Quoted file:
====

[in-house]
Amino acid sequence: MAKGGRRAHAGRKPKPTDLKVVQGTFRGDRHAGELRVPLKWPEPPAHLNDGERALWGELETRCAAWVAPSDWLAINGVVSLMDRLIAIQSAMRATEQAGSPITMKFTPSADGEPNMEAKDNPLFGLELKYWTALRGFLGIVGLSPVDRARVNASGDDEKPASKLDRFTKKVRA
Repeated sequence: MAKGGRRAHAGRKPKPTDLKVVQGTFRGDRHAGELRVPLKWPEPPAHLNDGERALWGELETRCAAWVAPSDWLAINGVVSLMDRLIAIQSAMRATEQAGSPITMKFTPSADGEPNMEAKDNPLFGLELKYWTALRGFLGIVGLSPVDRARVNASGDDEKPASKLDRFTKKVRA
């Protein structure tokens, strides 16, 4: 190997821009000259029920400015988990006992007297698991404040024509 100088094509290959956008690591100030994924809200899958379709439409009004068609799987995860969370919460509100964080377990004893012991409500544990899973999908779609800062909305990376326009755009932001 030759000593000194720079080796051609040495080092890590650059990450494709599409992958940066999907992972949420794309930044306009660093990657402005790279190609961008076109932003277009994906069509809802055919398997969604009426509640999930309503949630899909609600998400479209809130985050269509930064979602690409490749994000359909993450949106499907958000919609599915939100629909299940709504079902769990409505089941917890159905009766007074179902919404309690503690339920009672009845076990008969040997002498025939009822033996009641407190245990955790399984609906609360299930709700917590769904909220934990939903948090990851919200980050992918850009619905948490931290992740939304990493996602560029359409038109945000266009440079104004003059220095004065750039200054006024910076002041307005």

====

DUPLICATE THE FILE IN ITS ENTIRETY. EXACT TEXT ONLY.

[in-house]
Amino acid sequence: MAKGGRRAHAGRKPKPTDLKVVQGTFRGDRHAGELRVPLKWPEPPAHLNDGERALWGELETRCAAWVAPSDWLAINGVVSLMDRLIAIQSAMRATEQAGSPITMKFTPSADGEPNMEAKDNPLFGLELKYWTALRGFLGIVGLSPVDRARVNASGDDEKPASKLDRFTKKVRA
Repeated sequence: MAKGGRRAHAGRKPKPTDLKVVQGTFRGDRHAGELRVPLKWPEPPAHLNDGERALWGELETRCAAWVAPSDWLAINGVVSLMDRLIAIQSAMRATEQAGSPITMKFTPSADGEPNMEAKDNPLFGLELKYWTALRGFLGIVGLSPVDRARVNASGDDEKPASKLDRFTKKVRA
């Protein structure tokens, strides 16, 4: 190997821009000259029920400015988990006992007297698991404040024509 100088094509290959956008690591100030994924809200899958379709439409009004068609799987995860969370919460509100964080377990004893012991409500544990899973999908779609800062909305990376326009755009932001 030759000593000194720079080796051609040495080092890590650059990450494709599409992958940066999907992972949420794309930044306009660093990657402005790279190609961008076109932003277009994906069509809802055919398997969604009426509640999930309503949630899909609600998400479209809130985050269509930064979602690409490749994000359909993450949106499907958000919609599915939100629909299940709504079902769990409505089941917890159905009766007074179902919404309690503690339920009672009845076990008969040997002498025939009822033996009641407190245990955790399984609906609360299930709700917590769904909220934990939903948090990851919200980050992918850009619905948490931290992740939304990493996602560029359409038109945000266009440079104004003059220095004065750039200054006024910076002041307005």